He's new to our household, following last week's departure of my son and his dog to their own place.
Knowing it was a good thing for my son to get back out on his own, I tried not to talk too much about how much I'd miss my granddog and moment-living mentor, Mr. James. But I must have failed this effort, as Rob, his older sister and even my husband, encouraged me to get a dog of my own.
So, I started looking, all the while wondering to myself -- could I love another dog, even one of the same breed as my beloved little granddog, as much? The question lingered.
Having become enamored of Boston Terriers after knowing Mr. James, I sought another Boston, and found him languishing in doggy-foster care through a rescue organization. He's an escape artist (as is Mr. James); his previous owners apparently got tired of retrieving him from the pound, took him to a vet for boarding and never came back for him. So now he's here, microchipped and learning to stay away from the door. Well, sort of -- he's already scooted out twice, corralled by helpful neighbors and returned to his new home.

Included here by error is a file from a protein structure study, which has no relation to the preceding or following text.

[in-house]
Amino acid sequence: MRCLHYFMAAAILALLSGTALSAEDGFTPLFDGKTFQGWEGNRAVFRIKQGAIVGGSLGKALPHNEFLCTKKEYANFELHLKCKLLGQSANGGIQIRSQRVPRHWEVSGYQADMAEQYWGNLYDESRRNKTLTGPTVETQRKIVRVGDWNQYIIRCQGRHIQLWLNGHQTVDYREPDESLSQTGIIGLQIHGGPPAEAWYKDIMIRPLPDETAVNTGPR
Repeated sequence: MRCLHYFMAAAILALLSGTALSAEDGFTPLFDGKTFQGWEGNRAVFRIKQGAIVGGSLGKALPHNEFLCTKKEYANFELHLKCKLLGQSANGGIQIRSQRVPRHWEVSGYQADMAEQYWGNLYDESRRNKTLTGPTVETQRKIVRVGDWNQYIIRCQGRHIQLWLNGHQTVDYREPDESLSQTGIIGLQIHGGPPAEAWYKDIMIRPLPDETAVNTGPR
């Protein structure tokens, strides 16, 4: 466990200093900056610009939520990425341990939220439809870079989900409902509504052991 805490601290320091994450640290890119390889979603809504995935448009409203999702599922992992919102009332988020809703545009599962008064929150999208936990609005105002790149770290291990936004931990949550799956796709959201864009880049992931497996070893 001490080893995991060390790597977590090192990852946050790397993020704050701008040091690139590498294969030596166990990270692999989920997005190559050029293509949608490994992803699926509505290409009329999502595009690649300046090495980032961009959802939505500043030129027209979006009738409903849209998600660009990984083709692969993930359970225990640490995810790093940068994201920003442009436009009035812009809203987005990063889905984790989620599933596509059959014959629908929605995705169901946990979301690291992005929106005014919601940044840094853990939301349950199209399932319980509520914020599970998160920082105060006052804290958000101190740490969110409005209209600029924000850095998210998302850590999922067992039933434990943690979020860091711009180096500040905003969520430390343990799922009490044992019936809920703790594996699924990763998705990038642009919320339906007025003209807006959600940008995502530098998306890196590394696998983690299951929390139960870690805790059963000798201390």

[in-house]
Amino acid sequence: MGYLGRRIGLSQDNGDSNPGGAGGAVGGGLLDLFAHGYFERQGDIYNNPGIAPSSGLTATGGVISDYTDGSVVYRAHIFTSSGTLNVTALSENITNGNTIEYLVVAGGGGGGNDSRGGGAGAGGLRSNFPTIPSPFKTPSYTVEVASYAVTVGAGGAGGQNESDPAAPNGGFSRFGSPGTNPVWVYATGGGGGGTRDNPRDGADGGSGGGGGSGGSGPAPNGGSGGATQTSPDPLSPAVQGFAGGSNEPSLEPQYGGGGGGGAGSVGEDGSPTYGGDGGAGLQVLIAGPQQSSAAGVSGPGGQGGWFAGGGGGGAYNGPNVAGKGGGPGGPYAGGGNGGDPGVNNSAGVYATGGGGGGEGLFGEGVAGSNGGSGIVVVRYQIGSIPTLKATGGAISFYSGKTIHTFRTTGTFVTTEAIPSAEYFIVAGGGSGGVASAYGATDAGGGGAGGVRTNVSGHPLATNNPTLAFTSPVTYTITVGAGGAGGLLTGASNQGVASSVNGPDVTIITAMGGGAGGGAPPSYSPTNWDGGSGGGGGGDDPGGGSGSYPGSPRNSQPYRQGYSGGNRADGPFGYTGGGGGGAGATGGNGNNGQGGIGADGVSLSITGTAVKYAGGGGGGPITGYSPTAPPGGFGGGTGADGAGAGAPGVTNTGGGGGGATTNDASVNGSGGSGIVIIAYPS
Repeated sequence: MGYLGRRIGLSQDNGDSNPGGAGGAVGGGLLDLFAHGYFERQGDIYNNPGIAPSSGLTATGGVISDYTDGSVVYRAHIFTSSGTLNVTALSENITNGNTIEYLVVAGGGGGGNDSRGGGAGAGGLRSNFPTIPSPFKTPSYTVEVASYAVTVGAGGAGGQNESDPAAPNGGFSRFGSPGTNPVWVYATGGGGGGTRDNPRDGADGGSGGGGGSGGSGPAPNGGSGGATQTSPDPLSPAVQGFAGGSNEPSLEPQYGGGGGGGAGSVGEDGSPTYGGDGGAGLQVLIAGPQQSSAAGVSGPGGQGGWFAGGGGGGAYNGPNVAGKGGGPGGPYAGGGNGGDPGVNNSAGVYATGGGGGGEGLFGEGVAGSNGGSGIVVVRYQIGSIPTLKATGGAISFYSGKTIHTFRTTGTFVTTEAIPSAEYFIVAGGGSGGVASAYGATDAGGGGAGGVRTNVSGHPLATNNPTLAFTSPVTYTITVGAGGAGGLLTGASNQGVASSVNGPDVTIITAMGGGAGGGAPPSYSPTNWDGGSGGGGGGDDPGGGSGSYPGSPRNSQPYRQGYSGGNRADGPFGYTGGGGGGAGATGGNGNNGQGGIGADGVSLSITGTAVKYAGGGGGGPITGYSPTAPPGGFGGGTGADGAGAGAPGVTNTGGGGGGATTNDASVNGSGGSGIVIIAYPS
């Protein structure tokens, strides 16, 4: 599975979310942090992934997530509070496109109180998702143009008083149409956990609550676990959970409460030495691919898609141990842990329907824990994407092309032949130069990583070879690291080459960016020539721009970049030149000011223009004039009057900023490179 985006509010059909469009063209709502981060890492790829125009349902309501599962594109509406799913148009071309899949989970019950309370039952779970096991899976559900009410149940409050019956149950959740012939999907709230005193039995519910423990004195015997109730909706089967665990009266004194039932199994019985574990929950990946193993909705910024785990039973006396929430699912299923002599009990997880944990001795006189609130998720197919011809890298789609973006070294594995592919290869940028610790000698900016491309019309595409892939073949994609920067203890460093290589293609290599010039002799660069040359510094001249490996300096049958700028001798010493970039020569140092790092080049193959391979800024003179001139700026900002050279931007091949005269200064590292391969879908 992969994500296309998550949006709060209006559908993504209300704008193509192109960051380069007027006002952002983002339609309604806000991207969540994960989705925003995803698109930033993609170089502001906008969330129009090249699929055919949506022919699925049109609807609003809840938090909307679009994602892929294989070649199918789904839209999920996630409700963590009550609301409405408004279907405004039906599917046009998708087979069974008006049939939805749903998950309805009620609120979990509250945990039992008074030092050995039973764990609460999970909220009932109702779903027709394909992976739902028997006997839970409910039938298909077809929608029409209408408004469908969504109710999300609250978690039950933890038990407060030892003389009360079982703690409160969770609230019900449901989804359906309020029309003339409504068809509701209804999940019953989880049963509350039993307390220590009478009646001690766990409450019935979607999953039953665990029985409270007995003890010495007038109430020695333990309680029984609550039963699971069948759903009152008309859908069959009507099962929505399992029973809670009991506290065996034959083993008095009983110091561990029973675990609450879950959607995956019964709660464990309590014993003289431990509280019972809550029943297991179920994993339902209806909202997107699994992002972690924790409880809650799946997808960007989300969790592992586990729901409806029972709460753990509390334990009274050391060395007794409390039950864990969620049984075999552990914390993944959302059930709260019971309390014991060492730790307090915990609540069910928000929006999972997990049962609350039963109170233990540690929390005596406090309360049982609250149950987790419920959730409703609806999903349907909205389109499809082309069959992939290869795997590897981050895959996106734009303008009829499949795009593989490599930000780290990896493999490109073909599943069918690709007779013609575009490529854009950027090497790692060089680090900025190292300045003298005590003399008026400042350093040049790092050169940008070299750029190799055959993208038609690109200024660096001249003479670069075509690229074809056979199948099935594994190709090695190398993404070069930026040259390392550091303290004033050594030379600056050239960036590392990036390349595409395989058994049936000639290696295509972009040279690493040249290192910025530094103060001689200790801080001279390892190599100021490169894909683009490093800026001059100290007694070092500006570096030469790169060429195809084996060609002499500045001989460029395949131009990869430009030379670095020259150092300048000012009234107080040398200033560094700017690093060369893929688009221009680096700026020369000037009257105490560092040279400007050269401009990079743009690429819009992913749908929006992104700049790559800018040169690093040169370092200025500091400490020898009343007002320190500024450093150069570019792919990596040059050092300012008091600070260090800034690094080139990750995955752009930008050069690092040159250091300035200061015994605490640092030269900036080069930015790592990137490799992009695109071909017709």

He and Mr. James look similar, and share several Boston behavior traits. But they're very distinct dogs. Otis is sweet, where Mr. James is vibrant. Otis seeks approval, Mr. James just assumes it. Otis is as in-the-moment as all dogs, but less forcefully than Mr. James. It would never have occurred to me to follow Otis' moment-living example, whereas Mr. James commands it.
And yes, I love them both.
Not unlike my two children, matter of fact, who come from the same gene pool and share some Odell traits, but are two distinct, and very interesting, people, who I love and appreciate for the unique individuals they are.
I won't rename the blog. Mr. James is a one-and-only, and I'll still see him frequently enough that he can remain my mentor. Even in his absence, if I consider WWMJD - What Would Mr. James Do? -- his point of view can guide me.
There'll be something else I can learn from Otis. But there's room for both in my heart.
12 hours ago